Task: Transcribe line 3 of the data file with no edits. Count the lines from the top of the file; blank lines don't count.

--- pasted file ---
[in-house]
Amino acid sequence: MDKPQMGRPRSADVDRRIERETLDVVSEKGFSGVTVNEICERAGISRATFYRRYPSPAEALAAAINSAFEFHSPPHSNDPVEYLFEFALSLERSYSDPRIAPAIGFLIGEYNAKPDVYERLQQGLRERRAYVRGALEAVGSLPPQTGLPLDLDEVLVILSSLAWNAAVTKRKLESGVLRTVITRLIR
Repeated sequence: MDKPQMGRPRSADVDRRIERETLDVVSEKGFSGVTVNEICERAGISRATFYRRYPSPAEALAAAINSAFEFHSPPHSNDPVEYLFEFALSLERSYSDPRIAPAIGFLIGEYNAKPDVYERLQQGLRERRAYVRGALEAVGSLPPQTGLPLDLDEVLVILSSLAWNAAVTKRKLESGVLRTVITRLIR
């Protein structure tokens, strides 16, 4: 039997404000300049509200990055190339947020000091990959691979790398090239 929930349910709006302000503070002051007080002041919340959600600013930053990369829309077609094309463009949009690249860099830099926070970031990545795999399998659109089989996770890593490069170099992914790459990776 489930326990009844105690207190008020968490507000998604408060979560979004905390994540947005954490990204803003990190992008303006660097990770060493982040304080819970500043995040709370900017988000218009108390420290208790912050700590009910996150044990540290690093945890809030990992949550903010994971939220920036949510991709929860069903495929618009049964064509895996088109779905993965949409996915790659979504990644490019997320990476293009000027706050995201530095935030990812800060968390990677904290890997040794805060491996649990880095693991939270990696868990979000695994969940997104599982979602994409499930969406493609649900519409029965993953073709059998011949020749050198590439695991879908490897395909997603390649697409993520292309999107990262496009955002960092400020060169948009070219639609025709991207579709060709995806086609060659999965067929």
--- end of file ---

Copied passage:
Repeated sequence: MDKPQMGRPRSADVDRRIERETLDVVSEKGFSGVTVNEICERAGISRATFYRRYPSPAEALAAAINSAFEFHSPPHSNDPVEYLFEFALSLERSYSDPRIAPAIGFLIGEYNAKPDVYERLQQGLRERRAYVRGALEAVGSLPPQTGLPLDLDEVLVILSSLAWNAAVTKRKLESGVLRTVITRLIR